Skip to main content

The work/family issue and the organisation mediation between institutional pressures and practice: companies attitudes with regard to paternity leave

Final Activity Report Summary - PATERMEDIAORG (The work/family issue and the organisation mediation between institutional pressures and practice: companies attitudes with regard to paternity leave)

In Belgium, the work / family issue is on the political agenda and various measures aiming at facilitating the combination of a working life with a family life have been instituted. These are, for example, maternity leave, paternity leave, parental leave, adoption leave, palliative care leave, prophylactic removal and time-credit, although the latter is part of a broader issue. Of course, this should not lead to believe that passing legislation on the matter is sufficient to ensure the take up of such leaves. Numerous variables, in a macro, meso- and micro-level, have an impact on the choice of mothers and fathers to take up a leave or not to. This research project focuses on the workplaces, which are somewhat of a mediation between institutional framework and individual behaviours.

This is the first study of the kind in Wallonia, starting from the hypothesis that there is a differentiated organisational attitude towards legal and extra-legal supports that can favour a better working life and family life articulation. A questionnaire was set up for the survey in the organisations. It concerns leave policies, the extra-legal measures and the opinions on theses ones, as well as descriptors of the organisations. In a first time, 48 questionnaires filled out by personnel managers of medium or large organisations could be exploited: 13 from the care and health sector and 35 from the manufacturing sector. After analysis, there is no fundamental difference between the two sectors in terms of organisational attitude. Potential differences could be explained by the size and morphology of the labour force, larger and more female in the care and health sector, smaller and mostly male in the manufacturing sector, as well as by specificities of the sectors, such as the importance of prophylactic removal in the first sector (in a large number of hospitals).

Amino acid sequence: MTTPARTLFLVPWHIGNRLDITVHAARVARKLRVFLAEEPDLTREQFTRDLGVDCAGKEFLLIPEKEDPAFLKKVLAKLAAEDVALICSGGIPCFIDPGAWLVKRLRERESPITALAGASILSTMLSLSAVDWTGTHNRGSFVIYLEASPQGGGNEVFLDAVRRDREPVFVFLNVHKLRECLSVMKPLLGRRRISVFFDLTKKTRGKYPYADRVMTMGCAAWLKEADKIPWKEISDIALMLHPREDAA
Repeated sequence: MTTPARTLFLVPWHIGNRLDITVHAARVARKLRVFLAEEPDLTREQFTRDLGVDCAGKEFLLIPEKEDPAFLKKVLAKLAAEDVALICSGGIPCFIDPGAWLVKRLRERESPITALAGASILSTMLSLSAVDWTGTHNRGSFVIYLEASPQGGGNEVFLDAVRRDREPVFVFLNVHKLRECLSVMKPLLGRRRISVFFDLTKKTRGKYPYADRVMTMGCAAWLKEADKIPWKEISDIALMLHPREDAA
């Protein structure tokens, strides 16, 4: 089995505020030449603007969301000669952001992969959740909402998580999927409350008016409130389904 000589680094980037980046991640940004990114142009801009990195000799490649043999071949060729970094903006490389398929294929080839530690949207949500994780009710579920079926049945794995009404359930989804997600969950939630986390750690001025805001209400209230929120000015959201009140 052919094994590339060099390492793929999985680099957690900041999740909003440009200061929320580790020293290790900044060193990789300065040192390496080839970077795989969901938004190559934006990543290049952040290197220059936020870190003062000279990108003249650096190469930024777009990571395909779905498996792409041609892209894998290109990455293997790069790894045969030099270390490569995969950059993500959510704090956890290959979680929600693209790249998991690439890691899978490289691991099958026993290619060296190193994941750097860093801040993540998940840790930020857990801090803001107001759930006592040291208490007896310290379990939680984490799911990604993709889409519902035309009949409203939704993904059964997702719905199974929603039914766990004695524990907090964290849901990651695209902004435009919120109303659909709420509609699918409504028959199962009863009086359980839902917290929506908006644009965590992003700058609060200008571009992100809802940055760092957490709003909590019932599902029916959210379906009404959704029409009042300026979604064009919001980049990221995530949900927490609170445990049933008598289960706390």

All organisations of our sample are concerned by the issue. Some measures, quasi-systematically used, are strongly institutionalised. This is the case for maternity and paternity leaves. However, in some organisations, the latter is not always taken.

Next to institutional measures, organisations can spontaneously offer extra-legal measures. Indeed, if these ones can be found, they are not numerous, especially if they have a direct financial cost (for example a child care centre, complementary benefits) or an organisational cost (for example teleworking or job-sharing). On the contrary, some measures that use flexible working hours are found (flexitime N = 16, or hour capitalisation N = 29). Information, contact, support, and baby presents are relatively frequent, and show the recognition of family life by a great number of employers.

We have to note that the opinion of personnel managers concerning the whole of family-friendly policies is unsure (many did not answer or have no opinion) and rather half-hearted. Obviously, the advantages are not massively and clearly seen. At the same time, we noted that the organisations most concerned by the use of legal supports and the setup of extra-legal measures are also those where the repliers gave a positive opinion. Should we deduce that the more an organisation is open to the measures, the more it perceives the advantages?

Although the great majority of organisations could be called simply legalist, the statistical analysis showed two other organisational attitudes: a reluctant attitude towards the measures, or on the contrary a pro-active one. We still have to confirm and explain these differences. Firstly, in order to increase our sample, we launched a second wave of questionnaires at the end of 2005 to a new population of 150 medium / large business companies in Wallonia. Secondly, we are carrying out case studies aiming at understanding the role of organisational culture, especially towards legal supports. For instance, in a pro-active hospital these are seen and describe as legal rights accessible to all workers whatever the status and whatever the work circumstances are. In a reluctant hospital, it consists in a case by case need analysis supported by a specific professional and duty ethic.